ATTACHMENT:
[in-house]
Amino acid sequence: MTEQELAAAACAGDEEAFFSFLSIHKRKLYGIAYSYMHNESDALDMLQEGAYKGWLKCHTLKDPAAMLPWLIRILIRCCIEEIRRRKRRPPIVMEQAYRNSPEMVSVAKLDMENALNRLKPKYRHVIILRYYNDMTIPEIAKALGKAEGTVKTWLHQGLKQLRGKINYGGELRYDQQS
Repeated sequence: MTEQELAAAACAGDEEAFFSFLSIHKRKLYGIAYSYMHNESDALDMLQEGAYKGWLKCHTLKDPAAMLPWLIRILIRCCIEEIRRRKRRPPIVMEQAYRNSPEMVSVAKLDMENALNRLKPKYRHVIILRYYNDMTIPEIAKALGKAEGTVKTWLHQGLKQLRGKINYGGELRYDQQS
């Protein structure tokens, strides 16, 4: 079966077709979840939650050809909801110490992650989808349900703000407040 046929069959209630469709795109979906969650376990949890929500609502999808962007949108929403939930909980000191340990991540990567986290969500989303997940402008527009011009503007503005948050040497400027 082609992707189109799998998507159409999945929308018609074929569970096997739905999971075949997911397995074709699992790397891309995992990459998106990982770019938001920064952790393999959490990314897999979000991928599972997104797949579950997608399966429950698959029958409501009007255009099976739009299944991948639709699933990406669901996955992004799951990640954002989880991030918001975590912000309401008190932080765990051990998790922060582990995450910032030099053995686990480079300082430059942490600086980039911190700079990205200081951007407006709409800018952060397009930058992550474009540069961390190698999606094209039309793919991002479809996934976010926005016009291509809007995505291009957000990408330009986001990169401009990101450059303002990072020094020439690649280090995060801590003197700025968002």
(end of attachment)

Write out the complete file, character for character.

[in-house]
Amino acid sequence: MTEQELAAAACAGDEEAFFSFLSIHKRKLYGIAYSYMHNESDALDMLQEGAYKGWLKCHTLKDPAAMLPWLIRILIRCCIEEIRRRKRRPPIVMEQAYRNSPEMVSVAKLDMENALNRLKPKYRHVIILRYYNDMTIPEIAKALGKAEGTVKTWLHQGLKQLRGKINYGGELRYDQQS
Repeated sequence: MTEQELAAAACAGDEEAFFSFLSIHKRKLYGIAYSYMHNESDALDMLQEGAYKGWLKCHTLKDPAAMLPWLIRILIRCCIEEIRRRKRRPPIVMEQAYRNSPEMVSVAKLDMENALNRLKPKYRHVIILRYYNDMTIPEIAKALGKAEGTVKTWLHQGLKQLRGKINYGGELRYDQQS
């Protein structure tokens, strides 16, 4: 079966077709979840939650050809909801110490992650989808349900703000407040 046929069959209630469709795109979906969650376990949890929500609502999808962007949108929403939930909980000191340990991540990567986290969500989303997940402008527009011009503007503005948050040497400027 082609992707189109799998998507159409999945929308018609074929569970096997739905999971075949997911397995074709699992790397891309995992990459998106990982770019938001920064952790393999959490990314897999979000991928599972997104797949579950997608399966429950698959029958409501009007255009099976739009299944991948639709699933990406669901996955992004799951990640954002989880991030918001975590912000309401008190932080765990051990998790922060582990995450910032030099053995686990480079300082430059942490600086980039911190700079990205200081951007407006709409800018952060397009930058992550474009540069961390190698999606094209039309793919991002479809996934976010926005016009291509809007995505291009957000990408330009986001990169401009990101450059303002990072020094020439690649280090995060801590003197700025968002």